The initial pressure applied in the Weld area may var from about to 1,500 pounds per square inch. If les pressure is applied, sufficient heat is not generated lit complete a weld. If the pressure greatly exceeds 1,50l pounds per square inch, there is a danger that the relativel brittle ceramic will crack and disintegrate during the weld ing process. After the initial pressure is applied to generati sufiicient heat in the weld area, which requires at least 1 seconds and which with lighter pressures may take up tr 60 seconds, a brake cannot be applied to stop shaft 15 a. in conventional friction welding processes. If shaft 15 i stopped too rapidly, the ceramic workpiece will be shat tered. Thus it is desirable to choose a flywheel 18 which with shaft 15 and chuck 14, will have sufficient inertia it complete at least ten revolutions after clutch 19 is disen gaged. The pressure applied after clutch 19 is disengaget to bring the relative rotation of the workpieces 10 and 11 to a stop need not be as high as 2,500 pounds per squari inch, but it should be high enough to bring the rotatiol of workpiece 13 to a stop in less than about one seconr to complete a satisfactory friction Weld.

As shown in FIGURE 2, a ceramic cutting tool 25 i: shown friction welded to a metal tool holding rod 26 FIGURE 3 shows a metal rod 27 having a ceramic tip 22 which was friction welded to it.

While this invention has been disclosed in the best forn known, it will nevertheless be understood that this is pure ly exemplary and that modifications may be made withou departing from the spirit of the invention except as i may be more particularly limited in the appended claims What is claimed is:

1. The method of friction welding a ceramic workpiec: to a metal workpiece comprising the steps of rotating om of the workpieces relative to the other, forcing the work pieces together with a pressure of from about 100 to 1,50( pounds per square inch of weld area for from about fivt to sixty seconds, and then allowing the rotating workpiect to coast to a stop through at least ten revolutions and i1 less than one second while continuing to force the work pieces together.

2. The method according to claim 1 wherein a cerami workpiece of aluminum oxide is friction welded to a meta workpiece of aluminum.

References Cited UNITED STATES PATENTS 2,564,738 8/1951 Tank 29497.5 )s 2,946,119 7/1960 Jones et a1 29-4975 it 2,956,611 10/1960 Jendrisak et a1. 29-470.3 )4 3,134,169 5/1964 Hollander et al 29470.E 3,134,278 5/1964 Hollander et al 29--470.E

OTHER REFERENCES Modern Plastics: November 1945, pp. 142145.

JOHN F CAMPBELL, Primary Examiner. R. F. DROPKIN, Assistant Examiner.

U.S. Cl. X.R.

Patent Citations
Cited PatentFiling datePublication dateApplicantTitle
US2564738 *Jul 2, 1947Aug 21, 1951Foerderung Forschung GmbhMethod of forming a vacuum-tight bond between ceramics and metals
US2946119 *Apr 23, 1956Jul 26, 1960Aeroprojects IncMethod and apparatus employing vibratory energy for bonding metals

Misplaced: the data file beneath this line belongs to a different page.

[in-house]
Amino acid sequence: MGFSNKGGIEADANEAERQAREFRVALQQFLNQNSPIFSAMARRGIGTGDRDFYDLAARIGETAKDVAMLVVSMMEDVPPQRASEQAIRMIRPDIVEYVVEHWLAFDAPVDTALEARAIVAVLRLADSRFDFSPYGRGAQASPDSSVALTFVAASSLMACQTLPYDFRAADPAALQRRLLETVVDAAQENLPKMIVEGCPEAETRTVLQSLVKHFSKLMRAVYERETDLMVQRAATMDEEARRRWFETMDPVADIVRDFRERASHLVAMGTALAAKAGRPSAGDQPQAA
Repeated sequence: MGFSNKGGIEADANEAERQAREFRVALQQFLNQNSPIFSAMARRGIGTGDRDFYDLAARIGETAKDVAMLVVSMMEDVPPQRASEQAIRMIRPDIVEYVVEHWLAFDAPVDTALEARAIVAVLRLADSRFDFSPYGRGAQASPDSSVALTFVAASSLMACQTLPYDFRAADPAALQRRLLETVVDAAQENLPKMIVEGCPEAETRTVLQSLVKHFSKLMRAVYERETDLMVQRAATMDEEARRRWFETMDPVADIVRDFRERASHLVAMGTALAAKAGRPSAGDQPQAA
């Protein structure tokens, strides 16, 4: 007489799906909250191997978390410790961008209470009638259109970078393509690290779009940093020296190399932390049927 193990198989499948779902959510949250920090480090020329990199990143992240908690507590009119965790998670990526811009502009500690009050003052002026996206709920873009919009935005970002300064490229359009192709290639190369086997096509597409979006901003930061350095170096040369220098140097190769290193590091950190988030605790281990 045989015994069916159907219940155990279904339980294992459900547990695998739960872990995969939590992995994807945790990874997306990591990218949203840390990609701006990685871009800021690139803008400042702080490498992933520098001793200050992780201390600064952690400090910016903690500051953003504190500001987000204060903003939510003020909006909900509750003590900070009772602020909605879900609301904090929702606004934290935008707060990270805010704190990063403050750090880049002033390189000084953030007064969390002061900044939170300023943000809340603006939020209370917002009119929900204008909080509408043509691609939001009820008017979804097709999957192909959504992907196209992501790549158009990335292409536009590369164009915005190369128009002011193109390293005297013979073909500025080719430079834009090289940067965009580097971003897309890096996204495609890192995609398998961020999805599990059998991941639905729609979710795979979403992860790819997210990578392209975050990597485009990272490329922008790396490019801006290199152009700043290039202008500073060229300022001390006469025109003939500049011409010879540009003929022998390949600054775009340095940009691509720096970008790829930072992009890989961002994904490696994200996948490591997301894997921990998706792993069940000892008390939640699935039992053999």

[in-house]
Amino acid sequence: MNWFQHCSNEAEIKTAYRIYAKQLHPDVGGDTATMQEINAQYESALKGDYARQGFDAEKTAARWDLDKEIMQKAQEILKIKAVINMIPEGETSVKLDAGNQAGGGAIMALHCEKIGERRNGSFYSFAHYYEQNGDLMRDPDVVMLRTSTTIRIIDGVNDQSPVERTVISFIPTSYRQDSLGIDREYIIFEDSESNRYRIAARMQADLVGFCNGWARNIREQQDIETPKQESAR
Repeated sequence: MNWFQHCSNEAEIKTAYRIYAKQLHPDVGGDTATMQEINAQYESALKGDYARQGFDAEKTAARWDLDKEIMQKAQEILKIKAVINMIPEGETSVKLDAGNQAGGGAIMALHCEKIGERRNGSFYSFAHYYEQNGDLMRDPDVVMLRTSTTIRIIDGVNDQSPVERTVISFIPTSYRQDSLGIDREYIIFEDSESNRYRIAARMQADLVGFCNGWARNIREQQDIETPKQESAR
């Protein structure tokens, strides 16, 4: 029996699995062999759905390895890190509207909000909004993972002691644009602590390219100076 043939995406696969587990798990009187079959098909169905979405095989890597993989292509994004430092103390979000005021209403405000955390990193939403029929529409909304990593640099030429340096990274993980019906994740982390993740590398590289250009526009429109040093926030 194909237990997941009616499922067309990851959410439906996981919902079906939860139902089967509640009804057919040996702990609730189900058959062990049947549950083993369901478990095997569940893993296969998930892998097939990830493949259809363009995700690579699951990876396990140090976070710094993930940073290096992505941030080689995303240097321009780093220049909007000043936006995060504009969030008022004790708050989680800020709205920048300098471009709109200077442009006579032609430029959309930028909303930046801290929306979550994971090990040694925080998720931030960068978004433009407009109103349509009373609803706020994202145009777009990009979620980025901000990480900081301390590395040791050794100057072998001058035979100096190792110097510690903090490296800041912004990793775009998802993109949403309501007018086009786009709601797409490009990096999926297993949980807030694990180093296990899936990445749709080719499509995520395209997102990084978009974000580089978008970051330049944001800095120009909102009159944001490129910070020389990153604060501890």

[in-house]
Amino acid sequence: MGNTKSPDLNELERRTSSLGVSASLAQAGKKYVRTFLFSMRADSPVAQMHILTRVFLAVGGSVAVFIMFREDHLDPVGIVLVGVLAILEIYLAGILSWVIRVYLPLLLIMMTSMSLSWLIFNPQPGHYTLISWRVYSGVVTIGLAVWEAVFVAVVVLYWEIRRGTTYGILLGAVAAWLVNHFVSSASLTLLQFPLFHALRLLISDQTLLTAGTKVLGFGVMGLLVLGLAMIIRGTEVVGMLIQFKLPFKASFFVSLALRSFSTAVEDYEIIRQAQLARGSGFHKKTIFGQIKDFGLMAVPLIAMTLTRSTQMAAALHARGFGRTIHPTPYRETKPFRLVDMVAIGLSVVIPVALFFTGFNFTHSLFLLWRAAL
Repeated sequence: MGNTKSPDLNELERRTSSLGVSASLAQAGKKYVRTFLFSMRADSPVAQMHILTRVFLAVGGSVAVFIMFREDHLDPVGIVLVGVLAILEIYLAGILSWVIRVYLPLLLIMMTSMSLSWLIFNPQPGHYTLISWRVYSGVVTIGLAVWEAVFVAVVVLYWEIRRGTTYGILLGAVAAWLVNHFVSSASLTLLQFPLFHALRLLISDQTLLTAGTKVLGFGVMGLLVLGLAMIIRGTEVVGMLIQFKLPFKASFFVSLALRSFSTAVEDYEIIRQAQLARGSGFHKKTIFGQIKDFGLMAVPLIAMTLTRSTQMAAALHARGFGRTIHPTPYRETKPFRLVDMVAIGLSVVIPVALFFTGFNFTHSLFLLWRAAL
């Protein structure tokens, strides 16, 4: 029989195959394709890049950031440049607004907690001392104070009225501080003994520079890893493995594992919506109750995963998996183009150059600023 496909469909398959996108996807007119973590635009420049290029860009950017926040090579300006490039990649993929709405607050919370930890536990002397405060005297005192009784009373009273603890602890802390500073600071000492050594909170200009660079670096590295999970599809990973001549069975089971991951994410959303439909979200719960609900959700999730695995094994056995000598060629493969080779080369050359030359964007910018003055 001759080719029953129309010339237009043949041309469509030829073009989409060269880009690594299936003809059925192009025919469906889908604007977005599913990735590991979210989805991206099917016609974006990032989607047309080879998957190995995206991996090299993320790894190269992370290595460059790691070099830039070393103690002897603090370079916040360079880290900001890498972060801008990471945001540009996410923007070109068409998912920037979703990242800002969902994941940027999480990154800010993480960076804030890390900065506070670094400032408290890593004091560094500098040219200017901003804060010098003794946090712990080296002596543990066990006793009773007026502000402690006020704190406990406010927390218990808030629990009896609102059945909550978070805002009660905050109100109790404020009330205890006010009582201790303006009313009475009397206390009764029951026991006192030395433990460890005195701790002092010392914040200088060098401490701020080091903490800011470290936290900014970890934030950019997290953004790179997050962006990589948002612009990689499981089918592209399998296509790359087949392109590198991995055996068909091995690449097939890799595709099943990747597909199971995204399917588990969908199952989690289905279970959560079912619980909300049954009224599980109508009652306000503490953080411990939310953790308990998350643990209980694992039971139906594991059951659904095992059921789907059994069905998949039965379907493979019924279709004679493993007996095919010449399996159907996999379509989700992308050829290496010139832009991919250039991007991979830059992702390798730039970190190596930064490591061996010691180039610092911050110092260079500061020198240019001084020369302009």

US2956611 *Jan 7, 1957Oct 18, 1960Brittain Products CompanyMethod and apparatus for joining together hollow plastic ball halves
US3134169 *Apr 24, 1963May 26, 1964American Mach & FoundryFriction welding
US3134278 *Aug 12, 1959May 26, 1964American Mach & FoundryFriction welding
Referenced by
Citing PatentFiling datePublication dateApplicantTitle
US3657802 *May 12, 1969Apr 25, 1972LunetiersMethod and apparatus for securing metal mounting elements on a glass surface
US4457811 *Dec 20, 1982Jul 3, 1984Aluminum Company Of AmericaProcess for producing elements from a fused bath using a metal strap and ceramic electrode body nonconsumable electrode assembly
US4468298 *Dec 20, 1982Aug 28, 1984Aluminum Company Of AmericaDiffusion welded nonconsumable electrode assembly and use thereof for electrolytic production of metals and silicon
US4468299 *Dec 20, 1982Aug 28, 1984Aluminum Company Of AmericaFriction welded nonconsumable electrode assembly and use thereof for electrolytic production of metals and silicon
US4468300 *Dec 20, 1982Aug 28, 1984Aluminum Company Of AmericaNonconsumable electrode assembly and use thereof for the electrolytic production of metals and silicon
US5900097 *Oct 30, 1996May 4, 1999Brown; Dennis P.Heating the pre-laminate, pressed by rolling mill technique to form a core laminate; dividing by cutting or folding; overlaying divided members to form a laminate stack and pressing
US8715435Sep 9, 2011May 6, 2014General Electric CompanyMethod for modifying composite articles
EP0111921A2 *Dec 19, 1983Jun 27, 1984Aluminum Company Of AmericaNonconsumable electrode assembly
U.S. Classification228/113, 156/73.1, 156/89.28, 228/262.21, 228/903
International ClassificationC03C27/02, C04B37/02, C22C21/00
Cooperative ClassificationY10S228/903, C04B37/021, C22C21/00, C03C27/02, C04B2237/341, C04B2237/348, C04B2237/343, C04B2237/36, C04B2237/363, C04B2237/402, C04B2237/61, C04B35/645
European ClassificationC04B37/02B, C22C21/00, C03C27/02